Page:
Going Off the Rails: Crazyland 1.0
You thought yesterday was short? Well, today, is a bit longer, but I’m going to give you a nice design tip all wrapped up in a bow. While I’m aiming directly at RPG designers, you can also fill in the blank with your genre if you’re a writer and be (somewhat) well served. Here’s another bullet to the brain. Elegant in its skull-shattering simplicity. Two simple rules.
1. Don’t design for a game you’ve never played or ran.
2. Think you know better? Uh-uh. See rule one.
Certainly, you may be the exception, just like the guy in front of you whose numbers just hit on the lottery, but it’s awfully doubtful. You start designing for a system you’ve got NO experience with, you’re fixing yourself up a big disappointments sundae while you order yourself tickets straight to Crazyland on the internet.
Let me expand further. You may have read the rules. You may read actual play reports. You may read forums which are populated with some regular players and are definitely populated with more people who read games then play them. In my head, I never lose at blackjack and I always hit a hard six at the craps table. Try that in Vegas and you’ll likely go home poor.
You may have the rules memorized backwards and forward. You may be able to quote all the permutations of Fate or recite all the Incap tables for SW or describe the evolution of magic in D&D and even be able to calculate the best build of a Champions character in under two minutes. Guess what? I don’t care. If you can’t back it up with some play, I don’t know if you can build a game I want to play. In other words, you’ve got your ticket punched for, you know it, Crazyland.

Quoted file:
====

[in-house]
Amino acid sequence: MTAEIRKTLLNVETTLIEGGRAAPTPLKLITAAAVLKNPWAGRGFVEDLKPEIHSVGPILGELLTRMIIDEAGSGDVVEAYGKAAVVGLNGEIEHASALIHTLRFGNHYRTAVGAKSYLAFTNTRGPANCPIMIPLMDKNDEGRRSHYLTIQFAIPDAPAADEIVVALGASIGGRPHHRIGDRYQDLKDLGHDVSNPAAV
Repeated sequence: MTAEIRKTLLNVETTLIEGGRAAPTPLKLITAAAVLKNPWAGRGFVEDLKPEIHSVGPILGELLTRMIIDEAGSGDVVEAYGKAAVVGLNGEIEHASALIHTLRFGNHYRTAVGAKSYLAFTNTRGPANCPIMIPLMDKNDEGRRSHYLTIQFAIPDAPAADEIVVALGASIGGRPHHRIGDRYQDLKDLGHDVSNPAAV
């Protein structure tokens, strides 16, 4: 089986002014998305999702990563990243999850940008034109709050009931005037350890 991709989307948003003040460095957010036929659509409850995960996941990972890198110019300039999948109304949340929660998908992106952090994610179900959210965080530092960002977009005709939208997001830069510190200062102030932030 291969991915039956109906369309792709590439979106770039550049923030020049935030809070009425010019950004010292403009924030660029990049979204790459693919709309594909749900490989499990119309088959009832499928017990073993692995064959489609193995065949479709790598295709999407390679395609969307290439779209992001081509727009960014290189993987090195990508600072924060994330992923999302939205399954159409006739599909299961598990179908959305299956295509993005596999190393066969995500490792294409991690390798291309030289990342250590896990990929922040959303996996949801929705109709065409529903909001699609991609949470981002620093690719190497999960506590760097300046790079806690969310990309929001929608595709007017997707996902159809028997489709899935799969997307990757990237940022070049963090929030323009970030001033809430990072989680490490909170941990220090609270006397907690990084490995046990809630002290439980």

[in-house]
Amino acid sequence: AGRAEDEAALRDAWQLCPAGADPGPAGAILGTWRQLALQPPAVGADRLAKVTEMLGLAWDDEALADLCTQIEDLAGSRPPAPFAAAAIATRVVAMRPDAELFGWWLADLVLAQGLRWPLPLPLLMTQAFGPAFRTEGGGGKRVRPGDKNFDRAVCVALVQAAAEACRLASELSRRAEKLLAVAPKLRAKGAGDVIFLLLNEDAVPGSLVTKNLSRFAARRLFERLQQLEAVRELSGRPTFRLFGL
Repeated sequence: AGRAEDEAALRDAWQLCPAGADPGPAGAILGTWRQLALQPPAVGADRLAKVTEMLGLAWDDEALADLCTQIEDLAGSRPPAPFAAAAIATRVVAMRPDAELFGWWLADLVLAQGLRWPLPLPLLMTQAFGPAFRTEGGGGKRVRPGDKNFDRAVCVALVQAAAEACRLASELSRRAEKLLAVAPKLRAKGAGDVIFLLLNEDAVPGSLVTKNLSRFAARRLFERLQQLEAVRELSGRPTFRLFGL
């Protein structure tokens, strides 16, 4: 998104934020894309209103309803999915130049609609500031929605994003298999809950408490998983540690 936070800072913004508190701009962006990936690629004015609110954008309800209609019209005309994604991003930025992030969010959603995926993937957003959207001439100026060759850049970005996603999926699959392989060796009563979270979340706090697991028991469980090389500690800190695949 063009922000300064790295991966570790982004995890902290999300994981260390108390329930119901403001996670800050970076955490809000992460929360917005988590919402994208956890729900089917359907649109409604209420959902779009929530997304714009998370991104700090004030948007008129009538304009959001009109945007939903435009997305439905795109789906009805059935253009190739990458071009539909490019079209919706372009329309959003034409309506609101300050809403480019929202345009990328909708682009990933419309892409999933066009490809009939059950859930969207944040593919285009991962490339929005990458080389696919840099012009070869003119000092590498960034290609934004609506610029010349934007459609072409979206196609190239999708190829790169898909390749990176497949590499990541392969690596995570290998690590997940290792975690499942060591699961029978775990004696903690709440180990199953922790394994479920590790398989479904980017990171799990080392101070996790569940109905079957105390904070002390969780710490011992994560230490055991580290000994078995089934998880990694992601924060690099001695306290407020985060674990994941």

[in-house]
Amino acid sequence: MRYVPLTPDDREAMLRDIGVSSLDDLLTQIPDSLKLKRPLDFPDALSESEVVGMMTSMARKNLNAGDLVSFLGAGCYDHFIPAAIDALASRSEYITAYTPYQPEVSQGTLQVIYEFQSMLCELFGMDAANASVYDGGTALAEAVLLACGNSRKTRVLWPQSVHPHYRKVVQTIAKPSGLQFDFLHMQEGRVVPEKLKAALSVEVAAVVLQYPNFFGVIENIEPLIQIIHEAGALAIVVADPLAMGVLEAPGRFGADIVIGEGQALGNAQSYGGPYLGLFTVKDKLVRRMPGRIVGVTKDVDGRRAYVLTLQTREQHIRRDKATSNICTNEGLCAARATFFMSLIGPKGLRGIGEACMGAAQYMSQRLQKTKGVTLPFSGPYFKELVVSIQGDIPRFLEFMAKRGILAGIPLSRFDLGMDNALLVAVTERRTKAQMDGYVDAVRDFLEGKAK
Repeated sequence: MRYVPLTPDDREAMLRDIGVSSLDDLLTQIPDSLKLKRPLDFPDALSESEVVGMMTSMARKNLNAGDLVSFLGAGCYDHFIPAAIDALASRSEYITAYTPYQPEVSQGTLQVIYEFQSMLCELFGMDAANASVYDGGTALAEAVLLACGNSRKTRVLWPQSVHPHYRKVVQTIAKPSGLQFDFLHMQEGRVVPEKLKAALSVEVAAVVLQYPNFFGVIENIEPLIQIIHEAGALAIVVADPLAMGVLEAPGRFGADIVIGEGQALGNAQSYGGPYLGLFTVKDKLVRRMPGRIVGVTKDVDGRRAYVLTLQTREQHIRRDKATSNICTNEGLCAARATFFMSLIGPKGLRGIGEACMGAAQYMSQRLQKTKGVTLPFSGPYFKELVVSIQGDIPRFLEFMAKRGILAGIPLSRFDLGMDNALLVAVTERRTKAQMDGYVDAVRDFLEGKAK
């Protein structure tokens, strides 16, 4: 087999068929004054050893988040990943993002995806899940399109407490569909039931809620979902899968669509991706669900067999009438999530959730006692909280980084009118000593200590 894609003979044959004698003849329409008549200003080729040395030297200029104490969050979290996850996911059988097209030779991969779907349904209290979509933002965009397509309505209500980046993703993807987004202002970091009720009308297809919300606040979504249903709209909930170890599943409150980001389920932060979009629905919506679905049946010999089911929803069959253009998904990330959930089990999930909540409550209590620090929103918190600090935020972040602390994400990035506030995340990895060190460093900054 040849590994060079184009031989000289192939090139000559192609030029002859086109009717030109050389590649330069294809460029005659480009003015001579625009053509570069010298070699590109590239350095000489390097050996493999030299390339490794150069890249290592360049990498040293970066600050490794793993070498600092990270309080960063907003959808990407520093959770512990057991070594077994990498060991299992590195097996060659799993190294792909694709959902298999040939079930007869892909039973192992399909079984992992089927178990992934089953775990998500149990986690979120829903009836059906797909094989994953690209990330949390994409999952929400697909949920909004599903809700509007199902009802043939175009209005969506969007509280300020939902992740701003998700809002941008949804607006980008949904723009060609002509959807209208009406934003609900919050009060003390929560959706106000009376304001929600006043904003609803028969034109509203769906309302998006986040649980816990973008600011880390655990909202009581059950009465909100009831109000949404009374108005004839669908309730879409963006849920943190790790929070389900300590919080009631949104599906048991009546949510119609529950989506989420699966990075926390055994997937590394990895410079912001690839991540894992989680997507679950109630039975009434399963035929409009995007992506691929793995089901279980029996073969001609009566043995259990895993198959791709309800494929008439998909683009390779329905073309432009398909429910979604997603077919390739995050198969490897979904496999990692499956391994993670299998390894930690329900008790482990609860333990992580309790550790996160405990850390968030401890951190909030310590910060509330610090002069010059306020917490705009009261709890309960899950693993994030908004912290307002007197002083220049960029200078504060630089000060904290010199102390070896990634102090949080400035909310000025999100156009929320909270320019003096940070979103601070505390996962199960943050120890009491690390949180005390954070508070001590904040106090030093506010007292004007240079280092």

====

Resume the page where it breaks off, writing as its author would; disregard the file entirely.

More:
Certainly, you can fake it with some systems, but your roots are eventually gonna show, there’s gonna be a tell. A natural blond has a different complexion than somebody dying their hair and the gaming crowd notices these things.
Just like I’m sure the clerk at the local grocery store may know where all the ingredients are in the store, I doubt she can whip up my Signature Chicken Alfredo like I can. It might look the same, but I have a few techniques all my own. These came from experience and I didn’t just mystically conjure up the perfect dish the first time around.
I wince when I talk with folks who say…”I heard the system was pretty easy, so I’m going to go build a system for something I’ve never, ever played, cause, well you do, and, again, I heard it was easy.” Certainly, this is not rocket science. I’ll go so far as to step out on a slippery ledge in a rainstorm and say it’s not a science of any kind (yes, there are bits and pieces of math and some things can be formulaic). Ultimately, it is an art. Do with that information what you will. Just, please, for the love of all you hold near and dear, please don’t go to Crazyland.
Until next time, I bid you, dear reader, adieu!